What No One Tells You About Learning

 

Learning drives competitive advantage. I

If everyone in your company does pretty much the same work every day, you will standstill and lose your competitive edge. You need everyone to be learning, seizing to new opportunities, improving processes, and taking advantage of new technologies and techniques. Tell them that you expect them to learn new and valuable ways of doing their jobs. Challenge them to be creative, to find improvements, and be experts in your industry – not just in your company.

  • A 1% improvement each day will result in being twice as good in about 70 days.
  • A 1% improvement each week will result in being twice as good in less than 1.5 years.

A caveat: The learning must be applied to things that directly support your business strategy, or innovations that will improve your competitiveness.

Do your employees know that you expect this?

The Executive’s Quick Guide to Coaching Functional Managers

If you listen to the business press, you might come away thinking that developing people is all about culture. The message is something like: ‘leaders don’t grow people, they create the conditions within which people grow’.

No doubt, the conditions/culture are important, but don’t neglect how important it is for you to do one-on-one coaching. Every one of your direct reports manages an area that is important to your business success. Even if you don’t fully understand their work as well as they do, you can still coach them on a range of topics.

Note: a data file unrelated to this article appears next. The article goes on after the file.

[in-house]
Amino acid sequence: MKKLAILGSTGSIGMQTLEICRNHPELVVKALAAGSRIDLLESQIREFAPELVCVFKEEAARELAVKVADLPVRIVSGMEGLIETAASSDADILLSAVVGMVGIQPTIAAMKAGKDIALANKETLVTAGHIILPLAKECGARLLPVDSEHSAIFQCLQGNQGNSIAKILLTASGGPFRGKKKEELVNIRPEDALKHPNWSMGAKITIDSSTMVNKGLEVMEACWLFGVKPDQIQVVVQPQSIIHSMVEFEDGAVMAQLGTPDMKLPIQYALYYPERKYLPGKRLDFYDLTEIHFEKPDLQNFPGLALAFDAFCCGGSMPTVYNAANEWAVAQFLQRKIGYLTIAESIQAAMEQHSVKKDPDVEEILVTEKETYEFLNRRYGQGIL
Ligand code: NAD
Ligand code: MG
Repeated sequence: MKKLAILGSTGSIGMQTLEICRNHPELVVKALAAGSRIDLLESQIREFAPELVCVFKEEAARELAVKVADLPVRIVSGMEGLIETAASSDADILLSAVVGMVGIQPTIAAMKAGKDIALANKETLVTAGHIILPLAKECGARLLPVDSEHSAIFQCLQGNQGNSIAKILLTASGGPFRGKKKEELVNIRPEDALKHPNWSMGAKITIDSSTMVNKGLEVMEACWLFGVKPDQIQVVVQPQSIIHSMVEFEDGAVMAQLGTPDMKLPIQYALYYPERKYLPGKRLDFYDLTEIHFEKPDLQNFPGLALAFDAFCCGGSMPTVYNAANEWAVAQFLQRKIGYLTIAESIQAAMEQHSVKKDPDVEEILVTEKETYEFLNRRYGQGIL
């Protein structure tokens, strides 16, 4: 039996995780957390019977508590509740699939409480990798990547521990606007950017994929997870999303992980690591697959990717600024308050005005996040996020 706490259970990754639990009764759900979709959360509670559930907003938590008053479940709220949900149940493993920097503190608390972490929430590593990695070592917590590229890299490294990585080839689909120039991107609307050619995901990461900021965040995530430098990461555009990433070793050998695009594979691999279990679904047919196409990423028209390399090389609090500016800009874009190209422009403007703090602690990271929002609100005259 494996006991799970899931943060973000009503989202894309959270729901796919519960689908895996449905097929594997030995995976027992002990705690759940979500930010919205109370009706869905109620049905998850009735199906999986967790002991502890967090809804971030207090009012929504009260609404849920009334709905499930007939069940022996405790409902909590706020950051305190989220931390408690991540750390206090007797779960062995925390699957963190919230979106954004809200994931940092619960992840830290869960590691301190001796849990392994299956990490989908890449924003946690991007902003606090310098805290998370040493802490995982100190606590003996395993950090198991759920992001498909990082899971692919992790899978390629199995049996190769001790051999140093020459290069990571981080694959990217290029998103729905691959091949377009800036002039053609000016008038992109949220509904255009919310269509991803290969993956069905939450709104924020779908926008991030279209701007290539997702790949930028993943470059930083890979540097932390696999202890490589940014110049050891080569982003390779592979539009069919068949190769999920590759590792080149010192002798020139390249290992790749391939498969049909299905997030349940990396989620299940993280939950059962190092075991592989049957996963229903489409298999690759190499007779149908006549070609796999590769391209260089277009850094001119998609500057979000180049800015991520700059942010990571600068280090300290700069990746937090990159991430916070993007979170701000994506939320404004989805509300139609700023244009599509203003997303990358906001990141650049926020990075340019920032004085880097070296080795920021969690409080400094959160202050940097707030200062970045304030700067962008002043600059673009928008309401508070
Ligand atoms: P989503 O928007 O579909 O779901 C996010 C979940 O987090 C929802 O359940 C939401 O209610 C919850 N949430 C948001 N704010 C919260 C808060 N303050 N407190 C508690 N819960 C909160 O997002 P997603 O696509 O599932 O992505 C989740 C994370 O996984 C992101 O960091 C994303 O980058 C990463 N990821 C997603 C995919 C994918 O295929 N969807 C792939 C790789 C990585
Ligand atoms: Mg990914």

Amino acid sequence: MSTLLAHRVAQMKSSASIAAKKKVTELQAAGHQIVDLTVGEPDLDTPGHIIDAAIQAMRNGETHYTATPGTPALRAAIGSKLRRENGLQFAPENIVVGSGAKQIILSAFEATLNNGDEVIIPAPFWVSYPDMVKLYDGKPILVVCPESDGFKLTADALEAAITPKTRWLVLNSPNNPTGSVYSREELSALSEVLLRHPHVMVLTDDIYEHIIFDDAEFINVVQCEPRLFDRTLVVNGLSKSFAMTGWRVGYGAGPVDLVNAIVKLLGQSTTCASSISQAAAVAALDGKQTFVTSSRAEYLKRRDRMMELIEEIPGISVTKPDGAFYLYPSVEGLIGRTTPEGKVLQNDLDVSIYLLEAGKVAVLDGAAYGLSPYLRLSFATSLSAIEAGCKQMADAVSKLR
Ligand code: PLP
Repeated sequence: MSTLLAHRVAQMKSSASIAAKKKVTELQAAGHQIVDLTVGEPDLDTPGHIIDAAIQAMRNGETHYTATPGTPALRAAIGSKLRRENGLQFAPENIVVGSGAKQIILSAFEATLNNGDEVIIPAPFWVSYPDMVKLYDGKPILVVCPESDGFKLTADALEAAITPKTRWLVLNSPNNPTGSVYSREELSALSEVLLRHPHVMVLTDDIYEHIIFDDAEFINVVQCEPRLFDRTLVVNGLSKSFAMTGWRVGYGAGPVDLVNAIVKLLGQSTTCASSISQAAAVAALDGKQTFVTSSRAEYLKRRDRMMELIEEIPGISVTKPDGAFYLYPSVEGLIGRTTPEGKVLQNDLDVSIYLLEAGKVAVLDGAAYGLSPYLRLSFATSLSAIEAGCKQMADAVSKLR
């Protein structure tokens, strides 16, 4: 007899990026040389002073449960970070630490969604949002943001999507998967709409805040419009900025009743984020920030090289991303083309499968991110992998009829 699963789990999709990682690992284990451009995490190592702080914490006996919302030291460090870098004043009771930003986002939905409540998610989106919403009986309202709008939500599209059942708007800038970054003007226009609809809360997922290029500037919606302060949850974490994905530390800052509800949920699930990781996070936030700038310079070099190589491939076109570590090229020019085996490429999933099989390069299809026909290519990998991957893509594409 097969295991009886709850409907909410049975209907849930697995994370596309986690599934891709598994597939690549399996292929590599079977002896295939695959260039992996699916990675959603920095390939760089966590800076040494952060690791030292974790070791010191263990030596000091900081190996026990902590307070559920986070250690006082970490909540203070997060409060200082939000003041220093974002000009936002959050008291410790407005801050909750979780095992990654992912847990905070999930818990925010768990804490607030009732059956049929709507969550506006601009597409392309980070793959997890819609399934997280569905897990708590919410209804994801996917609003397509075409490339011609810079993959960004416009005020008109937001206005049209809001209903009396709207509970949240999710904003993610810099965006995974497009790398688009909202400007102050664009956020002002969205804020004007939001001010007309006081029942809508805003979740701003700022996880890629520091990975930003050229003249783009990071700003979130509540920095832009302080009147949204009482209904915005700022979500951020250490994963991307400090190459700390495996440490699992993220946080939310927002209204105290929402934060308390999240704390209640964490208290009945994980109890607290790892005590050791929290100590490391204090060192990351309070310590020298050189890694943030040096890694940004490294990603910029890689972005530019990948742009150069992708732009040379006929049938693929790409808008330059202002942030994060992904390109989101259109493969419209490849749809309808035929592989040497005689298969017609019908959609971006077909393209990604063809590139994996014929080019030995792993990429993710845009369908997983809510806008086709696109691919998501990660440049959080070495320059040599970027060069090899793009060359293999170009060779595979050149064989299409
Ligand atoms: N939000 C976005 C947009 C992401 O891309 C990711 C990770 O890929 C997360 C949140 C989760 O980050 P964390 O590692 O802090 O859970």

One of the most important topics is a thorough understanding of the business strategy and how their functional areas play a key role in its success. This is fundamental to organization alignment.

Another important coaching topic is a whole-business mindset. Each manager sees the business through his/her own functional filter. Don’t let them work in functional isolation. Make sure their objectives support the business, not just their functions.

One of the best ways to jump-start this is through your strategic planning sessions.

Copyright 2018 Bob Legge
___________________________
I am a trusted advisor on strategy implementation and executive effectiveness to leaders of Fortune 500 companies, mid-size companies, nonprofits, education, and government. My work helps leaders drive strategy, lead successful change, develop high performance cultures, improve individual and organizational performance, and produce faster, sustainable growth and value.